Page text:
... you won the war, Obedient, unwearied, unknown, Dung in the trenches, drift on the shore, Dust to the world's end blown; Every one of you, steady and true, You and you and you— Down in the pit or up in the blue, Whether you crawled or sailed or flew, Whether your closest comrade knew Or you bore ...
— Poems Teachers Ask For • Various

... two miles, and double rows of them are planted in several other directions to a still greater distance. Young men are usually sent out to collect and bring in the buffalo—a tedious task, which requires great patience, for the herd must be started by slow degrees. This is done by setting fire to dung or grass. Three young men will bring in a herd of several hundred from a great distance. When the wind is aft it is most favourable, as they can then direct the buffalo with great ease. Having come in sight of the ranges, ...
— Pioneers in Canada • Sir Harry Johnston

... an eminent tea-merchant, asserts, that "the leaves of spurious tea are boiled in a copper, with copperas and sheep's dung."—See Encyclop. Britan. vol. xviii. p. 331. 1797. See also the History of the Tea Plant, p. 48; and ...
— A Treatise on Adulterations of Food, and Culinary Poisons • Fredrick Accum

... the street next morning, the snow had ceased to fall, but the sky was magnificently, grandly savage. Great clouds in career across the valley momentarily caught and dung to the crags, but let fall no frost, and as the sun rose laggardly above the dazzlingly white wall, the snow-laden pines on the lower slopes appeared delicate as lace with distance. At intervals enormous masses ...
— A Daughter of the Middle Border • Hamlin Garland

... brutes more brutish still to grow. With deference to your grace, he seems to me Like any long-legged grasshopper to be, Which ever flies, and flying springs, And in the grass its ancient ditty sings. Would he but always in the grass repose! In every heap of dung he thrusts ...
— The German Classics of The Nineteenth and Twentieth Centuries, • Editor-in-Chief: Kuno Francke

... dung of cattle were observed; and this was the farthest point to the westward where we met with them. Kangaroos seemed to be very rare; but kangaroo rats were numerous. Black-fellows were very near to us last night; they very ...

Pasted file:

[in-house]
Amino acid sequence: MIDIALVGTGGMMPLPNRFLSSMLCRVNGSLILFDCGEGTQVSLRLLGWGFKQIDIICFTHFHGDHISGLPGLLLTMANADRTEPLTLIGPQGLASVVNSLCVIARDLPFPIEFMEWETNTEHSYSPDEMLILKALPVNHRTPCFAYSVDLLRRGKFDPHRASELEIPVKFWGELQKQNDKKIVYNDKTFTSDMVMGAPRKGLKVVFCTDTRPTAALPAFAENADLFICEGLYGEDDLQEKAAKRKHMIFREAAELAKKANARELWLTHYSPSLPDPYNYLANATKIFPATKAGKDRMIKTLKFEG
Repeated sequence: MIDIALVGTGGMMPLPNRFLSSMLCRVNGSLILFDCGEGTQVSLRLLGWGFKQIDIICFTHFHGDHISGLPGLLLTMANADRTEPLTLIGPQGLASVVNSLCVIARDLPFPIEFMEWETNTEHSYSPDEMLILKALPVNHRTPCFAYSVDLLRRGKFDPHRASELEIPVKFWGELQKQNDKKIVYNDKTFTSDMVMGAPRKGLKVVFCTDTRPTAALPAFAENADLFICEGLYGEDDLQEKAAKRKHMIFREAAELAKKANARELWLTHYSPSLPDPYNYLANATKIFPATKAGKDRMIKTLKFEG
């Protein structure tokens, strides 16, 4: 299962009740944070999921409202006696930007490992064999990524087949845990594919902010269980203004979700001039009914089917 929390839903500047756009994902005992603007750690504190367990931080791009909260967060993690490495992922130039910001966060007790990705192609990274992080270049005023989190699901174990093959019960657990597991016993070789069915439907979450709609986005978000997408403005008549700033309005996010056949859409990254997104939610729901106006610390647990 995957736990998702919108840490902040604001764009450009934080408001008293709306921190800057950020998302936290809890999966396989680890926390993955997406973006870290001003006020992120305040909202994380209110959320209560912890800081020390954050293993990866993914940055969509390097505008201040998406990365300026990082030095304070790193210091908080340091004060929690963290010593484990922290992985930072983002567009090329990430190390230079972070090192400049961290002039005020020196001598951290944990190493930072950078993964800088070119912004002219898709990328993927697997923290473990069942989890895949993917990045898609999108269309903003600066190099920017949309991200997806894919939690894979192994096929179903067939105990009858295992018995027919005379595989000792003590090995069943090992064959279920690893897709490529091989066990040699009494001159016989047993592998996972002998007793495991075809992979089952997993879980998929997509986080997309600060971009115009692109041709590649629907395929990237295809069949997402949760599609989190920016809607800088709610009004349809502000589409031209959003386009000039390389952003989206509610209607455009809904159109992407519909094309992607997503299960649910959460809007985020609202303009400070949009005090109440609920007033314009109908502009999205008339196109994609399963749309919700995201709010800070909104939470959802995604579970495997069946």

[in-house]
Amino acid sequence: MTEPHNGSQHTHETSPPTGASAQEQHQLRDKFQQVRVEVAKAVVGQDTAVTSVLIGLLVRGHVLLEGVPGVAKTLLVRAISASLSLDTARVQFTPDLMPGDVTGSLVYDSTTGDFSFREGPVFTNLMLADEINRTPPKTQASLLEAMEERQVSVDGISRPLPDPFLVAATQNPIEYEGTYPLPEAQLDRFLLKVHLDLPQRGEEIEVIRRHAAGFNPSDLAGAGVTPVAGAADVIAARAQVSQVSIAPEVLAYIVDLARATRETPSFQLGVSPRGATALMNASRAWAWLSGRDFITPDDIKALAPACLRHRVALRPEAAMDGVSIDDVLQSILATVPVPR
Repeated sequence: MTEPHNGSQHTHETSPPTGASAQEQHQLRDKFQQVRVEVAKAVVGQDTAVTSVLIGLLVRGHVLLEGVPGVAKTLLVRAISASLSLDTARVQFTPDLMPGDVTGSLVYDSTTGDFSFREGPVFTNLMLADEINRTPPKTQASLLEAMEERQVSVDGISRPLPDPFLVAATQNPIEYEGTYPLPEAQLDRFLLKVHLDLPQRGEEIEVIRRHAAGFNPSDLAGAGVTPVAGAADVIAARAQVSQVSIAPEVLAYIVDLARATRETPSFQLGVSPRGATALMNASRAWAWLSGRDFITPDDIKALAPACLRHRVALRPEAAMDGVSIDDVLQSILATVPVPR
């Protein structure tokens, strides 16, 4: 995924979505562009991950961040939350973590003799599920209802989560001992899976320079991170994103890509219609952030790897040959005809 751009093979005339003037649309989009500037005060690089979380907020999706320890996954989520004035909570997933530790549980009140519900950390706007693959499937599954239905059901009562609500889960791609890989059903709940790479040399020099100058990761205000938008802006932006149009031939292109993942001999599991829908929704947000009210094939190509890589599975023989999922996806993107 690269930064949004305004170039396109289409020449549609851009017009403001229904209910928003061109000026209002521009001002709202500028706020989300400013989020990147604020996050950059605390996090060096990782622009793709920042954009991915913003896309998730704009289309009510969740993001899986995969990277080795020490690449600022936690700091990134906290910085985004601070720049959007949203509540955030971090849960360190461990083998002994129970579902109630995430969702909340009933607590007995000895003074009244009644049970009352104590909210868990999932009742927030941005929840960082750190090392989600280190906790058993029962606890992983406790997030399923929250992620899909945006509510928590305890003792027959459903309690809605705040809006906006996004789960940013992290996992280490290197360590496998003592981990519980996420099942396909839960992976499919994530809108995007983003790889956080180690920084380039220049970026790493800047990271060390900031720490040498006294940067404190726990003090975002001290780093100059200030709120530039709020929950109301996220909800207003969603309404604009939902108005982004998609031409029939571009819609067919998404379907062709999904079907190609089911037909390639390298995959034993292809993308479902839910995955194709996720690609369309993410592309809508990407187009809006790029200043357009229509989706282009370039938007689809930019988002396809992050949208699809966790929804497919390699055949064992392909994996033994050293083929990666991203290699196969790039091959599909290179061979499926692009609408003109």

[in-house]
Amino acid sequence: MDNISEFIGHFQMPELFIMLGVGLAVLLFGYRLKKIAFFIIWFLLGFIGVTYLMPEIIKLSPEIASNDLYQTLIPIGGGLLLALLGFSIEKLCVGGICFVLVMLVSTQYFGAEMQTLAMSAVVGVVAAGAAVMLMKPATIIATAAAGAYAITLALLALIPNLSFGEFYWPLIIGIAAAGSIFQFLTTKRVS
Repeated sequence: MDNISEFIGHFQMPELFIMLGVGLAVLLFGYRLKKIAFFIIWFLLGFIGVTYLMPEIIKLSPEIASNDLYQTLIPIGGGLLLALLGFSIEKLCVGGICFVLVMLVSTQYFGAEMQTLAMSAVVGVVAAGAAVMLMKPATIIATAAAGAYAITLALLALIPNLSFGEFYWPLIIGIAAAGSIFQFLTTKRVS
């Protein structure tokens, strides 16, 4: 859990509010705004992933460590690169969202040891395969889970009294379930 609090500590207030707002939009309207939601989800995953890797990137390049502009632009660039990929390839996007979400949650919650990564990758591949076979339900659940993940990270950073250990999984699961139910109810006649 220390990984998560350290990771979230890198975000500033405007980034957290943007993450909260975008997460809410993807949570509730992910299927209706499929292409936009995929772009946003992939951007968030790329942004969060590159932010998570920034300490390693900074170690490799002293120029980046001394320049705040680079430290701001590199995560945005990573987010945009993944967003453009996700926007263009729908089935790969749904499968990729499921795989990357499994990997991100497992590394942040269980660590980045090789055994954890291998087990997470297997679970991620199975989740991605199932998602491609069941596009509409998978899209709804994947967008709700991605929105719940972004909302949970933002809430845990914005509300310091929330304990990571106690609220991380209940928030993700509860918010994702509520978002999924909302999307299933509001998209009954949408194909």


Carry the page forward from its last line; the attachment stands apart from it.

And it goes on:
— Journal of an Overland Expedition in Australia • Ludwig Leichhardt

... and patches. Nobody can think worse of the Treaty than I do with America out of it, with the Covenant left the one-sided and precarious thing it now is. Had we only been in it—the rest wouldn't have mattered. Call it a dung-heap, if you like; yet out of it would have sprung life. It may still; but I shan't see it, Tumulty; and that vision, which was then so clear, has become a doubt. Was I wrong—was I wrong to pretend that I had won anything worth winning? Would it not ...
— Angels & Ministers • Laurence Housman

... you, That a black snail, with his belly slit, to show his white, or a piece of soft cheese, will usually do as well. Nay, sometimes a worm, or any kind of fly, as the ant-fly, the flesh-fly, or wall-fly; or the dor or beetle which you may find under cow-dung; or a bob which you will find in the same place, and in time will be a beetle; it is a short white worm, like to and bigger than a gentle; or a cod- worm; or a case-worm; any of these will do very well to fish ...
— The Complete Angler • Izaak Walton

... "catalogue" prepared by the King of the blasphemies, heresies, and atheisms of the Professor. "Notwithstanding that the man in full assembly of the States of Holland," said the Ambassador with headlong and confused rhetoric, "had found the means to palliate and plaster the dung of his heresies, and thus to dazzle the eyes of good people," yet it was necessary to protest most vigorously against such an appointment, and to advise that "his works should be publicly burned in the open places of all ...
— The Rise of the Dutch Republic, 1555-1566 • John Lothrop Motley

... desert. "They teach us to sleep in soft, white beds and to bathe in tile bathtubs. We eat white cooking. We cook on electric stoves. We are white for years, and then they send us back to this! We sleep on the earth, we cook with sheep-dung fires; we have not water even for drinking. We hate our own people, we hate our children when they come!" I was so startled at the outburst. Her English was faultless. I had enough sense to keep still, and she went on more quietly: "When I left Sherman I hoped to marry a ...
— I Married a Ranger • Dama Margaret Smith

... Then some daring innovators, driven from the favoured land, would construct habitations by grubbing into the soil, and covering them with a roof of turf. The ancient Germans, according to Tacitus, lived in underground cabins, heaped over with dung to keep them warm during the long winter. With the invention of the earthenware stove, the German Bauer has been enabled to rise above the surface; but he cherishes the manure round his house, so to speak, about his feet, as affectionately as when ...
— Castles and Cave Dwellings of Europe • Sabine Baring-Gould

... o'er the Plain, Causes noble Crops of Grain: Dung in Gardens too we want, To cherish ev'ry springing Plant. Corn and Plants since Dung affords, We eat as well as sh—— ...
— The Merry-Thought: or the Glass-Window and Bog-House Miscellany - Parts 2, 3 and 4 • Hurlo Thrumbo (pseudonym)

... horses. The manure should be cleaned out in the morning, at noon, and again at night. Use sawdust or straw liberally for bedding. It will absorb the urine, and as soon as foul, should be removed to the compost heap with the dung, where it will soon be converted into fine, ...
— Prairie Farmer, Vol. 56: No. 3, January 19, 1884. - A Weekly Journal for the Farm, Orchard and Fireside • Various

... paid by tenants who neglected to pen up their cattle at night in the pounds or yard of their lord, for the benefit of their dung, or scearn, as the ...